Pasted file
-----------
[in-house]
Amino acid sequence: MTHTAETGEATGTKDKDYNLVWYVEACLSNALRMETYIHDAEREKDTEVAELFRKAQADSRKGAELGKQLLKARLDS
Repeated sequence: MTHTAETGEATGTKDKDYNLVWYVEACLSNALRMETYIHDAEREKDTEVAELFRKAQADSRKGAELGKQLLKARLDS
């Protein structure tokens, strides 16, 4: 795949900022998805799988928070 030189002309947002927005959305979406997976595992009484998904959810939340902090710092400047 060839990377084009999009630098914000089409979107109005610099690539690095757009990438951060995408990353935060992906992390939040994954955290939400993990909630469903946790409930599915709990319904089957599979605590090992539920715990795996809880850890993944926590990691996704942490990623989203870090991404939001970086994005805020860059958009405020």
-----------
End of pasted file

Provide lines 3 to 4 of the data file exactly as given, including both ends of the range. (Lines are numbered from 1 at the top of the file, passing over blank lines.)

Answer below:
Repeated sequence: MTHTAETGEATGTKDKDYNLVWYVEACLSNALRMETYIHDAEREKDTEVAELFRKAQADSRKGAELGKQLLKARLDS
């Protein structure tokens, strides 16, 4: 795949900022998805799988928070 030189002309947002927005959305979406997976595992009484998904959810939340902090710092400047 060839990377084009999009630098914000089409979107109005610099690539690095757009990438951060995408990353935060992906992390939040994954955290939400993990909630469903946790409930599915709990319904089957599979605590090992539920715990795996809880850890993944926590990691996704942490990623989203870090991404939001970086994005805020860059958009405020």